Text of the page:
Temple of_Hatshepsut via Wikimedia commons
LUXOR, Upper Egypt, Jan 6 (MENA) - Many tourists witnessed on Monday morning a rare phenomenon when sunlight illuminates the sanctuary area of Deir el-Bahari, which was built by Queen Hatshepsut in the arms of the historic Qurna Mountain, on the western mainland of Luxor.
In statements, Ayman Abu Zaid, the head of the Egyptian Society for Tourism and Archaeology Development in Luxor city, Upper Egypt, said that this phenomenon comes among many astronomical events related to the sun and its orthogonal rays on ancient Egyptian temples and cemeteries.
He added that the sun shone on the area at 6:36:41 a.m. after arising from the horizon line by an arc length and poured its brightness after nearly five minutes. Then, the phenomenon of orthogonality began as the rays sneaked through the main gate of the Hatshepsut Temple (Deir el-Bahari).
On Sunday, December 22, a shaft of sunlight illuminated the usually dark sanctum of the Karnak temple, an ancient complex in the southern city of Luxor, in an also rare astronomical phenomenon that happens twice a year to mark the summer and winter solstices.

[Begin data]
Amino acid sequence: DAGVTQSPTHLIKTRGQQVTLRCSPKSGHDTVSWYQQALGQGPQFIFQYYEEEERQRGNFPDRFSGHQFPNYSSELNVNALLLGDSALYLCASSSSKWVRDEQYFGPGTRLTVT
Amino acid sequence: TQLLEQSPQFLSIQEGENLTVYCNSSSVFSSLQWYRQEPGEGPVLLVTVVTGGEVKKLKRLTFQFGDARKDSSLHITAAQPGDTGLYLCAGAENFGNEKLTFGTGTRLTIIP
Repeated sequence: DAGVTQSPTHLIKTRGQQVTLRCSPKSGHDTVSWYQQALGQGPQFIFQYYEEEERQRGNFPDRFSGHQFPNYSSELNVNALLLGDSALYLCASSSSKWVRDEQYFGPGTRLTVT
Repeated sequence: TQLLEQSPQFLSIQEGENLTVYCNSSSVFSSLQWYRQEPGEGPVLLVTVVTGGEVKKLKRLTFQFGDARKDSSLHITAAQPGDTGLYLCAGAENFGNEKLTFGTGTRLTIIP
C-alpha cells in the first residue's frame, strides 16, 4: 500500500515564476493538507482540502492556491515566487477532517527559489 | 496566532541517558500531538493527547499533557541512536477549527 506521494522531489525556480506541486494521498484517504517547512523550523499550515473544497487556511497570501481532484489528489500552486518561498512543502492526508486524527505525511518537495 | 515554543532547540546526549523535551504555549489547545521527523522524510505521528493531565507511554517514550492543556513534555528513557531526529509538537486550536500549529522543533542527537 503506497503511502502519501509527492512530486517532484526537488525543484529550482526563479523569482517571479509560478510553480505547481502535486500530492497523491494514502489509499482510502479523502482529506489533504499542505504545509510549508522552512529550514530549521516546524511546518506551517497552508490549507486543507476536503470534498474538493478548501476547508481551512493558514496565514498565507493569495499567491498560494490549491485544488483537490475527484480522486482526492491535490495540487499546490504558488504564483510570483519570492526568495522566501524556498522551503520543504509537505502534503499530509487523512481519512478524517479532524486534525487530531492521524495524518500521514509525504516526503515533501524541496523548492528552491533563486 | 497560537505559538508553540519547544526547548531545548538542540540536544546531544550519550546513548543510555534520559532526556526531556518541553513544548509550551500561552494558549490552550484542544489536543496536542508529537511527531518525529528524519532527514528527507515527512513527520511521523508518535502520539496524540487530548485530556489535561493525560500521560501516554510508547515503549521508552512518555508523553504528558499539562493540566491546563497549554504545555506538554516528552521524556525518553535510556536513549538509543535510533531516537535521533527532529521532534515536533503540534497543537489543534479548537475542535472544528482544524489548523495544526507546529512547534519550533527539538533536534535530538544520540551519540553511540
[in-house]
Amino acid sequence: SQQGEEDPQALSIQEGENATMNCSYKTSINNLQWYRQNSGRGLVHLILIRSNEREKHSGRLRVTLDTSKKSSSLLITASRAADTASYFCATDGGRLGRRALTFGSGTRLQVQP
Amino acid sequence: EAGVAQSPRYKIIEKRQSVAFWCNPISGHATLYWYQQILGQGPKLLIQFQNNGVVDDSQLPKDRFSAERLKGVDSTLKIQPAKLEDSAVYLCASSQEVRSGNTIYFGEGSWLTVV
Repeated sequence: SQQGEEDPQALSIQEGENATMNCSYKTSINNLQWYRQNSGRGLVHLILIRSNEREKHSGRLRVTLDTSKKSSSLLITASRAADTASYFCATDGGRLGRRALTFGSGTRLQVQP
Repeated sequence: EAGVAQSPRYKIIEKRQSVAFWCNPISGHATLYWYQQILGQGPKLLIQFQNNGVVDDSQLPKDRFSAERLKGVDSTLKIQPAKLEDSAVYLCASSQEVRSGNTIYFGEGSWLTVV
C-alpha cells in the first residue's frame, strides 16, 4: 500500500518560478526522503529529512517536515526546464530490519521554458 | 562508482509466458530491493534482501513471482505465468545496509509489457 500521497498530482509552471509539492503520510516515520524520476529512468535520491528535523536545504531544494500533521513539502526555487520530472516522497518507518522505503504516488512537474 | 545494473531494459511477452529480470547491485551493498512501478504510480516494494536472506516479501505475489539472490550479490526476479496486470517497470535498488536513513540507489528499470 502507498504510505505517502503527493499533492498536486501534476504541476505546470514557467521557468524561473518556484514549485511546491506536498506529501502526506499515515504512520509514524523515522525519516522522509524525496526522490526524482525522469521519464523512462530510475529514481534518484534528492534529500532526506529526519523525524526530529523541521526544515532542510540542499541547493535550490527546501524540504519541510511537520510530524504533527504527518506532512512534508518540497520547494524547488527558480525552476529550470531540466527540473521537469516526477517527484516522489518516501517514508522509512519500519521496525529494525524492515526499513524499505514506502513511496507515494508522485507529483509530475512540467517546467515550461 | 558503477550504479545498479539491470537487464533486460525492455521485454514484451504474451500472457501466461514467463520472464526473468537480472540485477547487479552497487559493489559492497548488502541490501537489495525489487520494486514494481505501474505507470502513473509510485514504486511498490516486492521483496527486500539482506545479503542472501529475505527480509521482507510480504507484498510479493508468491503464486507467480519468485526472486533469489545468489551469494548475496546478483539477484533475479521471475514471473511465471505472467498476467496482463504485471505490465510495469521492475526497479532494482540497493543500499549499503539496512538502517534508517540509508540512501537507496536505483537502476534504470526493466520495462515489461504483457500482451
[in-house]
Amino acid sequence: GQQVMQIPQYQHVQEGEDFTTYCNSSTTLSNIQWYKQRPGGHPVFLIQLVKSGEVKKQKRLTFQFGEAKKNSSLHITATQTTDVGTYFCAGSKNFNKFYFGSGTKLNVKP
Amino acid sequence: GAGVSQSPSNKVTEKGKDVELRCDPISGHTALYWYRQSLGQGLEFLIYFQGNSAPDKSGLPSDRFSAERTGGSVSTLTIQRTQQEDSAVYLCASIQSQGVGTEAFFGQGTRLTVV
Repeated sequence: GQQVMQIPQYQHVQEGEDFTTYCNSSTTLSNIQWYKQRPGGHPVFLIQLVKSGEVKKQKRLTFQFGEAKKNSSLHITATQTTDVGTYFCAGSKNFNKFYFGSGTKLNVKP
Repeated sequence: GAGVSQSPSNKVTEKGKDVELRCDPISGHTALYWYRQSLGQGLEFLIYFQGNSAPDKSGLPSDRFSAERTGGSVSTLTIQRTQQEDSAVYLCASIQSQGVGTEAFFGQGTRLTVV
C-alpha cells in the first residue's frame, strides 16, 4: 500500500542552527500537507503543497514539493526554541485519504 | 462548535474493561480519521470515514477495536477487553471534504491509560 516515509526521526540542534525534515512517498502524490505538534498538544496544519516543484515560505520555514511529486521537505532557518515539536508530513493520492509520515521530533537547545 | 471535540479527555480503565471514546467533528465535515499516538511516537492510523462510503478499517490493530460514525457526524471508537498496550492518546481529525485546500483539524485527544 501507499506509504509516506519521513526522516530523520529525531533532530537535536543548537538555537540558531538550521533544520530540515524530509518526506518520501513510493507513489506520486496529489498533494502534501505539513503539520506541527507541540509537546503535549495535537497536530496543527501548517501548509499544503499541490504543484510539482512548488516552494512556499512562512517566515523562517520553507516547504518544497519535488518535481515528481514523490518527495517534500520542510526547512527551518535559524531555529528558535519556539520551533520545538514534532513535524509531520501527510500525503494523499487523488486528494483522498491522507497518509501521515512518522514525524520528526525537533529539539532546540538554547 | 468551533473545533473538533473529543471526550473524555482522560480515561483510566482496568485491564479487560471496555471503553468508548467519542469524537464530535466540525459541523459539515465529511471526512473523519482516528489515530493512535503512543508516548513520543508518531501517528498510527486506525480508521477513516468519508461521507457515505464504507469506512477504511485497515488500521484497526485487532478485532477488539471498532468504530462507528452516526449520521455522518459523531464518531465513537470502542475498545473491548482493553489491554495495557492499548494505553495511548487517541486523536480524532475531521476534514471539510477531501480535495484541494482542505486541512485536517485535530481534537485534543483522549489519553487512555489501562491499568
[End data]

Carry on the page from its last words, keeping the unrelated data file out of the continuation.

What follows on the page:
Luxor governor Moustafa Alham attended the ceremony along with a number of archaeologists, astronomers, and Egyptologists.
Tourists gathered to watch the spectacle that has endured for thousands of years of Egyptian history.
The religious complex of Karnak, in Luxor, is the largest ancient religious site in the world.
Egyptologists say the solar alignment at the God Amun sanctum at Karnak coincided with the illumination of his sanctum at the Hatshepsut's temple near the Nile town of Luxor.
The event marks the beginning of winter solstice, an astronomical event that occurs in the northern hemisphere marking the longest night and shortest day of the year.